Ten years ago--even five years ago--the art of film animation appeared to be going the way of 3-D. Few films were being made, few young artists were studying animation and few people seemed to care very much whether they were made or not.
Special effects was the marvel of the '80s, and the legacy of "Star Wars." What kids wanted to see were optical illusions-- laser swords, animatronic aliens, computer-generated pyrotechnics and strange worlds inhabited by real people. The magic of classical animation had been diluted and degraded by Saturday morning cartoons, and the the costs of labor-intensive cel painting raised animated features into the high-risk category for studios and investors.
"When we left Disney in September of '79, feature animation wasn't doing very well," says John Pomeroy, a former Disney animator who is now a partner in the Ireland-based Sullivan Bluth Inc., which made "An American Tail" and "The Land Before Time." "I think '81 or '82 was the low point for the entire industry. There wasn't a lot of money to be made in animated films and there wasn't a lot of interest in them. The animated feature was really close to extinction."
A spate of artistic and financial disasters in the early '80s that included "Hey Good Lookin,' " "Twice Upon a Time," "Fire and Ice," "Bon Voyage, Charlie Brown (and Don't Come Back,)" "1001 Rabbit Tales" and "Daffy Duck's Movie: Fantastic Island" had given animation a reputation as box office poison. In 1982-83, the \o7 total \f7 domestic gross for "Rabbit Tales," "Fantastic Island," "Fire and Ice" and "Twice Upon a Time" was less than $2 million.
The live-action films of George Lucas and Steven Spielberg had usurped both the family audience and the fantastic worlds that had once been Walt Disney's exclusive domains. When film after film failed to connect with an audience, even people who were deeply committed to the art of animation began to doubt the viability of the feature-length cartoon.
After the indifferent performance of "Heidi's Song" (1982), Hanna-Barbera quietly shelved plans for a series of theatrical features, like Wile E. Coyote gently discarding the catapult that launched him into a cliff. Don Bluth's "The Secret of NIMH" (1982) grossed only $13 million, and the Bluth artists spent the next several years trying to develop a second feature--and doing animation for video games.
Even at the venerable Disney studio, animation seemed to be languishing. Among the artistic disappointments were the live action/animation combination, "Pete's Dragon" (1977); the Christmas featurette, "The Small One" (1978); "The Fox and the Hound" (1981) and the long-awaited "The Black Cauldron" (1984).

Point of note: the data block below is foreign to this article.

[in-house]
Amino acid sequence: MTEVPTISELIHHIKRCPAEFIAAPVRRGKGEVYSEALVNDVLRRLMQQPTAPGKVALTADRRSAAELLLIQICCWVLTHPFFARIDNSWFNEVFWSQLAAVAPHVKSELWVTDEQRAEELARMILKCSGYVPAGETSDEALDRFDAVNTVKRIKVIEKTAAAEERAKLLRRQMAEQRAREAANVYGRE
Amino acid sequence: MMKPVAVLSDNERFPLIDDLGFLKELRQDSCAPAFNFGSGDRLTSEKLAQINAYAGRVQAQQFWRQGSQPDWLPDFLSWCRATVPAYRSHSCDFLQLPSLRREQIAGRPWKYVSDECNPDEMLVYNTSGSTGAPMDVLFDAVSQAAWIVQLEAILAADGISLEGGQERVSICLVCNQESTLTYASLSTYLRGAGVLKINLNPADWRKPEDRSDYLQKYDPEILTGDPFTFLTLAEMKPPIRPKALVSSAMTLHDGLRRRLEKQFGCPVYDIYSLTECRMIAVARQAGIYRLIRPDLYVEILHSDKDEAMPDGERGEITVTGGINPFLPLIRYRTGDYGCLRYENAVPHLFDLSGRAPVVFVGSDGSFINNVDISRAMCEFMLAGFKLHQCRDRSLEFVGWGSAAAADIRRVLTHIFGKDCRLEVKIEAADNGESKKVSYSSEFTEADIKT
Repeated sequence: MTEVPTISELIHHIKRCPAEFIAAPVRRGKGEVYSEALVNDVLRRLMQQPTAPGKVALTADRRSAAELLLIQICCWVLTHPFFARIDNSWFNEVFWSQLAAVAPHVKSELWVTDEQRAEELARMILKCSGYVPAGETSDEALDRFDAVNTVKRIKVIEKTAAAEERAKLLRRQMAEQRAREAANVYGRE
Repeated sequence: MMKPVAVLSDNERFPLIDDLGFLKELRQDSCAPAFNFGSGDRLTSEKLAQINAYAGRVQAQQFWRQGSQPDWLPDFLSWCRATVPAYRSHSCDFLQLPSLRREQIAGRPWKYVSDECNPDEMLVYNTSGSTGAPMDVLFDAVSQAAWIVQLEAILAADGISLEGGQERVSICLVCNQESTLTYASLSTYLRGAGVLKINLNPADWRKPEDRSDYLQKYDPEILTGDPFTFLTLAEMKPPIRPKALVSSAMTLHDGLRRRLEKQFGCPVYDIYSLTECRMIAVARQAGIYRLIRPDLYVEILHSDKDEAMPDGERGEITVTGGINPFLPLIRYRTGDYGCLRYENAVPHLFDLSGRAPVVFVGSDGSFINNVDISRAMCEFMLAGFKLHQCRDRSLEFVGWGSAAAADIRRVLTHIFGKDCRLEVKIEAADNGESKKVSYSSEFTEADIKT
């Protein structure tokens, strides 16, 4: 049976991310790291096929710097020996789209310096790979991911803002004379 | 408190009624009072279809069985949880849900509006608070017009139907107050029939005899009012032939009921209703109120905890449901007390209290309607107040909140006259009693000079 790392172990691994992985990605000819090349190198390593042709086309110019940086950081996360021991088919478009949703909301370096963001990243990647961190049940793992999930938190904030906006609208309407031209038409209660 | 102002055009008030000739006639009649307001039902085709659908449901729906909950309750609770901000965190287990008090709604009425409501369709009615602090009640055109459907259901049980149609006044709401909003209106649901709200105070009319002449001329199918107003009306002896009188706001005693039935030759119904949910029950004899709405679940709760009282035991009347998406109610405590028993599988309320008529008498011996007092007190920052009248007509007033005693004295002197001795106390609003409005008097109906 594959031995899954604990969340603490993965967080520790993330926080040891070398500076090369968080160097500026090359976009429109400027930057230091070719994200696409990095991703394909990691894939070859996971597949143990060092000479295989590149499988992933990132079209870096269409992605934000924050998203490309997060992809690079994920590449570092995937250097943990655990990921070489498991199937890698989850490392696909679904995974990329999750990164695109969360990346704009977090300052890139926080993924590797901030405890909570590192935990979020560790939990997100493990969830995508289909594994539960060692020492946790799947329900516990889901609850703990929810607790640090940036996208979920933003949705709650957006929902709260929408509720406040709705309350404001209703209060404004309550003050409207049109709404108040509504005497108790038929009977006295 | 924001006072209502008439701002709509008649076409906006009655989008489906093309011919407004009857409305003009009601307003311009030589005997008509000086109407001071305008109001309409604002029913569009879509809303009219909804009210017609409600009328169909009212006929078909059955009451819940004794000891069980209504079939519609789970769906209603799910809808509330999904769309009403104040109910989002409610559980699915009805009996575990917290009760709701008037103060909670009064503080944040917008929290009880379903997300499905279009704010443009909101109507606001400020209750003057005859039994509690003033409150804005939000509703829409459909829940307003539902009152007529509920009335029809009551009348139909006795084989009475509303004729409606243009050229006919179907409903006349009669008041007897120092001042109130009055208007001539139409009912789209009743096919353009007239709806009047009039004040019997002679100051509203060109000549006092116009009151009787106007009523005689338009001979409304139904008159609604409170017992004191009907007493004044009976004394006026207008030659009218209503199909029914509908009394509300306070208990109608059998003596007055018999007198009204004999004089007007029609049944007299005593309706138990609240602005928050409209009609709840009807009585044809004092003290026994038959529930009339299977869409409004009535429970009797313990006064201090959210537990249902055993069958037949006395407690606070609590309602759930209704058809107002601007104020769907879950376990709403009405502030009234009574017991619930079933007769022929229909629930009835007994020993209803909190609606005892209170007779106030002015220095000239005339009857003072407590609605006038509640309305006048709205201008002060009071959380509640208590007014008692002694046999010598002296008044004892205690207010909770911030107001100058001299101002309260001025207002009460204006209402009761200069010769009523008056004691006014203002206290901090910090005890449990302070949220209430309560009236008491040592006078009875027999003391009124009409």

But, like Snow White, who lay near death after taking a bite of the Wicked Witch's poisoned apple, the art of film animation has gone to the brink and returned. Animation has not only fully recovered but is healthier than ever. Consider:
* Production of theatrical features and television programs is booming. With at least a dozen new features and an unprecedented array of television programs scheduled for release before Christmas 1992, studio output rivals the "golden age" of the 1930s.
* Since 1986, animated features have earned over $400 million domestically, not counting re-releases. "The Little Mermaid" earned over $6 million on its opening weekend alone.
* "Little Mermaid" won two Academy Awards this year--the first cartoon feature to receive an Oscar since "Dumbo" in 1942--and was the first animated film to be considered seriously for a best picture nomination.
* The interest in animation has revived the short cartoon. "Roller Coaster Rabbit," the new Roger Rabbit short, is playing with "Dick Tracy." Bugs Bunny returns to the big screen this fall in "Box Office Bunny," his first theatrical short in 26 years. The AMC chain recently began showing vintage Warner Bros. cartoons in 1,700 theaters across the country.
* The success of animation hasn't been limited to the theatrical box office. Fox TV's "The Simpsons," the unchallenged hit of the 1989-90 season, has helped to spark an increase in animation production for television. For the first time in 20 years, CBS and ABC are developing prime-time animated series.
* Ten of the 20 best-selling video cassettes are animated films, including "Bambi" (10.5 million units), "Who Framed Roger Rabbit" (8.5 million), "Cinderella" (7.5 million) and "The Land Before Time" (4 million).
* Cels, backgrounds, drawings, preliminary drawings and other artwork from animated films, that a handful of devotees bought and sold among themselves for a few hundred dollars 10 years ago, now command six-figure prices at prestigious auction houses. In 1989, a Canadian collector paid a record $286,000 for a cel-and-background setup from the 1934 black-and-white Disney short, "Orphan's Benefit," at Christie's East. On a less rarefied level, hundreds of collectors are buying animation artwork in the $500-to-$5,000 price range at galleries and auctions.